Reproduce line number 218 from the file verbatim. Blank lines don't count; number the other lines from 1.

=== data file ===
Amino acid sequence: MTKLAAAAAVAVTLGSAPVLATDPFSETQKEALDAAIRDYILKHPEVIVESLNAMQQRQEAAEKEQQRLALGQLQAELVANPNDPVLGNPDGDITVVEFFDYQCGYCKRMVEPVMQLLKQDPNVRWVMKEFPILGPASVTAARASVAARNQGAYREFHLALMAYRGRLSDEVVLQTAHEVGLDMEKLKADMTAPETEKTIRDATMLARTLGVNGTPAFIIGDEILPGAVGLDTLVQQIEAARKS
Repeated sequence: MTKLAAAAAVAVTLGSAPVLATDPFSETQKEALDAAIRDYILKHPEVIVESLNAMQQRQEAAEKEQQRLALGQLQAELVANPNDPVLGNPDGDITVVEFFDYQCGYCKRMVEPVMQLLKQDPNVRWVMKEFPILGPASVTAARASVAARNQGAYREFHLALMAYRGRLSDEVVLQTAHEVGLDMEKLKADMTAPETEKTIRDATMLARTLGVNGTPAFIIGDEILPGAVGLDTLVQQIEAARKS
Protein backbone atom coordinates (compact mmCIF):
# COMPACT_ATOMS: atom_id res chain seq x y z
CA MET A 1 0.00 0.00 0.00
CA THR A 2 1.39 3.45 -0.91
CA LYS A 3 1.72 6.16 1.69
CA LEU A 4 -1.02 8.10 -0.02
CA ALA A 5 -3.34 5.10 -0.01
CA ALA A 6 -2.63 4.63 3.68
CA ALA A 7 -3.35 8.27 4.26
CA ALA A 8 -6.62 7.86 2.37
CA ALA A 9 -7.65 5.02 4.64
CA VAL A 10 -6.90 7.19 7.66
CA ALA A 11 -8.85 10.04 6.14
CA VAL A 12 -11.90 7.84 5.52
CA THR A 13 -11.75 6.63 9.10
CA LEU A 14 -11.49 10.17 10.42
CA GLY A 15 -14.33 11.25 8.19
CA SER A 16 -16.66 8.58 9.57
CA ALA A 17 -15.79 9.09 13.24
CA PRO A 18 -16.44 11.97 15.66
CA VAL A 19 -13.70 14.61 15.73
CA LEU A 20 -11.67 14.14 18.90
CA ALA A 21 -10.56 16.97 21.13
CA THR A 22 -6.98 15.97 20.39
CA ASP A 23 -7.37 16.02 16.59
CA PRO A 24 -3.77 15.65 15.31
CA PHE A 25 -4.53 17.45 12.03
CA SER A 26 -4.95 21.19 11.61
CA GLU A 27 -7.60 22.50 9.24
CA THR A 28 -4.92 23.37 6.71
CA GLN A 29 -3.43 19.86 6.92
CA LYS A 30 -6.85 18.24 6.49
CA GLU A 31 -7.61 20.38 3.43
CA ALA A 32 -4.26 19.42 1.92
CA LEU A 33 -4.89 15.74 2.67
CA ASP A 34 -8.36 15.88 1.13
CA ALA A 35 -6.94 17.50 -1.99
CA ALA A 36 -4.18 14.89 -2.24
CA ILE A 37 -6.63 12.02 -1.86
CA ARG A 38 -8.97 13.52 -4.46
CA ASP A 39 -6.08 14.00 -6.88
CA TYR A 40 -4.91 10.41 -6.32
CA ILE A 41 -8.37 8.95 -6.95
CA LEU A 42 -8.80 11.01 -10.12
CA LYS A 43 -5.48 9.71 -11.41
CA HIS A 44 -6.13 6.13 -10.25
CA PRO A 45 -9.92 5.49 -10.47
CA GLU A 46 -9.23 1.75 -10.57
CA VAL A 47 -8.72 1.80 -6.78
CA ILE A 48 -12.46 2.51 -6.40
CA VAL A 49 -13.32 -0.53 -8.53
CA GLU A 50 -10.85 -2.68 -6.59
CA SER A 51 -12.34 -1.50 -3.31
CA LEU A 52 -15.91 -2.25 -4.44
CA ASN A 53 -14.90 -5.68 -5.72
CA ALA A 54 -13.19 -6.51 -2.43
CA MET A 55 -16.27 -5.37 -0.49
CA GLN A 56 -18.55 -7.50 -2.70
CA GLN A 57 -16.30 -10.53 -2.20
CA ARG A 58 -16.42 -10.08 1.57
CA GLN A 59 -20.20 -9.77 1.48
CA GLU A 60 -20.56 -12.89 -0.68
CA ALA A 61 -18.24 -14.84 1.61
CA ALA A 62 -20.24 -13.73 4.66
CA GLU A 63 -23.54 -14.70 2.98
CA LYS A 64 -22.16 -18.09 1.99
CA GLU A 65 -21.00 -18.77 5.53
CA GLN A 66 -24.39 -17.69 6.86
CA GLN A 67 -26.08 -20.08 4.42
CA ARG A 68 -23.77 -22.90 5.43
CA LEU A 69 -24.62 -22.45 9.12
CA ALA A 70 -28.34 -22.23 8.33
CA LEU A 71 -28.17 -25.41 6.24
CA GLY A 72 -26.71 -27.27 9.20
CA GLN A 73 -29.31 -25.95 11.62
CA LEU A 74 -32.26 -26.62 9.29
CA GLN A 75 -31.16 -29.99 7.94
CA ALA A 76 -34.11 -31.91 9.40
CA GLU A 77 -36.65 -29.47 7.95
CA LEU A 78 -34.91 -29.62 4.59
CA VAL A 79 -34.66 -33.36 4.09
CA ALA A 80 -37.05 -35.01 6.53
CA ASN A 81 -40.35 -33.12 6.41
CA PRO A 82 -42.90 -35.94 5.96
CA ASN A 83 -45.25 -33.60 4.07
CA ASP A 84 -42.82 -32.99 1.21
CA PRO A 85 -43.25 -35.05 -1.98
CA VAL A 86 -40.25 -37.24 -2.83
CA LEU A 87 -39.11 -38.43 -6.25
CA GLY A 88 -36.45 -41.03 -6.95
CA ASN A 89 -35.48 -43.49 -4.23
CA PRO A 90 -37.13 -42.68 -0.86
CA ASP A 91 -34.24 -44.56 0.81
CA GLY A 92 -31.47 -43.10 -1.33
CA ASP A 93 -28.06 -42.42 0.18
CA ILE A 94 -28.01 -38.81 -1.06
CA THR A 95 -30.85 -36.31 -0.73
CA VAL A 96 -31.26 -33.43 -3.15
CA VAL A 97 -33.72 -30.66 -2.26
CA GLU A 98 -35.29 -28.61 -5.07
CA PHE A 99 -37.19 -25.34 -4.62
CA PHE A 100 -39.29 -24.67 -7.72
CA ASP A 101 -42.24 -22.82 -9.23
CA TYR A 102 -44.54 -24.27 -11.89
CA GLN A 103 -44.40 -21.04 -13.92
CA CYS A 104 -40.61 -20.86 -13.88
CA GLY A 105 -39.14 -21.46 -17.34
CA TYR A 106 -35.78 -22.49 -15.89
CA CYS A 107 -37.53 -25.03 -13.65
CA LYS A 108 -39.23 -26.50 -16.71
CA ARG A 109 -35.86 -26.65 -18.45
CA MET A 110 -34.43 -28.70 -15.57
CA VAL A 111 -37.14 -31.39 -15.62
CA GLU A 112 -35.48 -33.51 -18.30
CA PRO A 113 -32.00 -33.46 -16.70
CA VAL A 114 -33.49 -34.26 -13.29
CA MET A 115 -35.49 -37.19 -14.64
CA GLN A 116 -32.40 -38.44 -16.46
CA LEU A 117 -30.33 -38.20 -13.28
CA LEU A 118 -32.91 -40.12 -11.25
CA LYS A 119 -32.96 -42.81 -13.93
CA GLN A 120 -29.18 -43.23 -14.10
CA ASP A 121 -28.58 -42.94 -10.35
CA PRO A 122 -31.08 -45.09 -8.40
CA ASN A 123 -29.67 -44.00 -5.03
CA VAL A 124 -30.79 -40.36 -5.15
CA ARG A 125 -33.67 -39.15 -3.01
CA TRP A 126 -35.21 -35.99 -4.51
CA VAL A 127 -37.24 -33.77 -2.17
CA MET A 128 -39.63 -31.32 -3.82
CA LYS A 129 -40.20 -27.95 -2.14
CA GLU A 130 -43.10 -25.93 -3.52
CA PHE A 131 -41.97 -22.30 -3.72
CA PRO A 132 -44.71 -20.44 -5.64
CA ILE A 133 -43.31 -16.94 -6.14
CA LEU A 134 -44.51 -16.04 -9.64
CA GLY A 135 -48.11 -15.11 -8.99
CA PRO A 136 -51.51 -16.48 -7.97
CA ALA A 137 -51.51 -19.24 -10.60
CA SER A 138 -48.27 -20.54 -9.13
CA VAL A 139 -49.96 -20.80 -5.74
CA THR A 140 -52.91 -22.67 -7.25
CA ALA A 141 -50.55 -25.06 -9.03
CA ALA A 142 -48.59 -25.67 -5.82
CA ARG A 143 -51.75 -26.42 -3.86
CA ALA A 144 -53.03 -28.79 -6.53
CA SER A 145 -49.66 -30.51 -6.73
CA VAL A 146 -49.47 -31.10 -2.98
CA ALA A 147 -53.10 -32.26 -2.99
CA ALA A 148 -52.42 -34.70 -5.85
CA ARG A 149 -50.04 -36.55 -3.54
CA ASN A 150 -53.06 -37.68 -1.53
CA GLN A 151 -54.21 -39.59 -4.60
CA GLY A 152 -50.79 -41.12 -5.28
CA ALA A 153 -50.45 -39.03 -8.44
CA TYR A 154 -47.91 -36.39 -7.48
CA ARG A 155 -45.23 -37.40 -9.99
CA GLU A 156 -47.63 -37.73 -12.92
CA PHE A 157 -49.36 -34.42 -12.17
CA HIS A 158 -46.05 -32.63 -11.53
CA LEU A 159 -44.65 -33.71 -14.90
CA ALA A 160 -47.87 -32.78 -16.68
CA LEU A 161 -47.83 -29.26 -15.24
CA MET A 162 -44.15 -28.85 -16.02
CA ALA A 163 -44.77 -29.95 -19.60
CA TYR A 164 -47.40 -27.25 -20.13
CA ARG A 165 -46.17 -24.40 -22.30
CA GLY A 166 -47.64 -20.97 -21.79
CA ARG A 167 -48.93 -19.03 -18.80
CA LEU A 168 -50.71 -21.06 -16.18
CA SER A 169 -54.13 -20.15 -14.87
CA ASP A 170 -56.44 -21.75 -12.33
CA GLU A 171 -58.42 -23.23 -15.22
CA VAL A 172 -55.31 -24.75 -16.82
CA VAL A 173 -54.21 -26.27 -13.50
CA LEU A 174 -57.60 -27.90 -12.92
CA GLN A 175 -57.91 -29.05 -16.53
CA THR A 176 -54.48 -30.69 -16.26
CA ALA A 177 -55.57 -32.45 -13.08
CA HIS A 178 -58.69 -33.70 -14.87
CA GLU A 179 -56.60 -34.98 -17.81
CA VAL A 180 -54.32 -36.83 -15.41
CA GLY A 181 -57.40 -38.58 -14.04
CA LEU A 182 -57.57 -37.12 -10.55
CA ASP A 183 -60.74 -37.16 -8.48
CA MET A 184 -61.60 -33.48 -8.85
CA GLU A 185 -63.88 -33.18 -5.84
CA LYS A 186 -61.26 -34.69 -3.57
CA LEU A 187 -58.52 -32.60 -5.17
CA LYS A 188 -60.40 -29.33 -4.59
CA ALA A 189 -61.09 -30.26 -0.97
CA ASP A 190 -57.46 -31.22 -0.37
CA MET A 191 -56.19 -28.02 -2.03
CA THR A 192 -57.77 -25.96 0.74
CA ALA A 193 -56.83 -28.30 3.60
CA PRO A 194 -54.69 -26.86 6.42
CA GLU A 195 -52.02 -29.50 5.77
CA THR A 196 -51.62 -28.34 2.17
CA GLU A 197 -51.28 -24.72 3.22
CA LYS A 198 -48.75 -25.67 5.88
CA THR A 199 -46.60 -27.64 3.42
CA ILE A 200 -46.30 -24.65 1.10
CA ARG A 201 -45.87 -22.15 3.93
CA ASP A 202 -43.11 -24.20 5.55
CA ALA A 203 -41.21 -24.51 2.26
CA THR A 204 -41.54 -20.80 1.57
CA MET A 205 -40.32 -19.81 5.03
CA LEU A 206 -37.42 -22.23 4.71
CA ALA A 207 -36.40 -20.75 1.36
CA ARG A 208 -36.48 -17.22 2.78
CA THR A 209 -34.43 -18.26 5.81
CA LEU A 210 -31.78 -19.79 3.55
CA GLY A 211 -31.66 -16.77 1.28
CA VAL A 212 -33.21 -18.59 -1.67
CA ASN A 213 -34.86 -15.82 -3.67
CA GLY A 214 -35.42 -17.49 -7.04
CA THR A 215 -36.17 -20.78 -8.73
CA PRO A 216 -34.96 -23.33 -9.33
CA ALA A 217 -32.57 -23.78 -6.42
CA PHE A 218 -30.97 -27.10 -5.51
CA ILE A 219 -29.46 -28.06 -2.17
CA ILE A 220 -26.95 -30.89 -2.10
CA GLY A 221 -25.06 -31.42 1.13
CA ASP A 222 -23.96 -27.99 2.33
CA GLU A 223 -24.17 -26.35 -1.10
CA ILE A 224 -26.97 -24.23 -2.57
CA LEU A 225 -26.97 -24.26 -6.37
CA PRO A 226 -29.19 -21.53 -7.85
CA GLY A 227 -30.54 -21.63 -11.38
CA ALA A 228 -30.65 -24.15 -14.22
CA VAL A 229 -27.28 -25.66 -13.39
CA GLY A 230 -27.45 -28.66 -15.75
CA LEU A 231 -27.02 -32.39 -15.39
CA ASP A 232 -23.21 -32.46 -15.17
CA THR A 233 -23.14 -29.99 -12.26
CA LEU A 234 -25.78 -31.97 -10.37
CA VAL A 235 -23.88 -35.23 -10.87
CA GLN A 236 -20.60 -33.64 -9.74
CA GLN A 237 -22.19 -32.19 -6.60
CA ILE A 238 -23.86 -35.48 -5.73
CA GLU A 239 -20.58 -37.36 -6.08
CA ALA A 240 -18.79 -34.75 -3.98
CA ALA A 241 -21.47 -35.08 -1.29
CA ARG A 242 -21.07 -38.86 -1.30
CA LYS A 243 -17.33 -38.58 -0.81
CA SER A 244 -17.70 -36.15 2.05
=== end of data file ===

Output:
CA GLY A 214 -35.42 -17.49 -7.04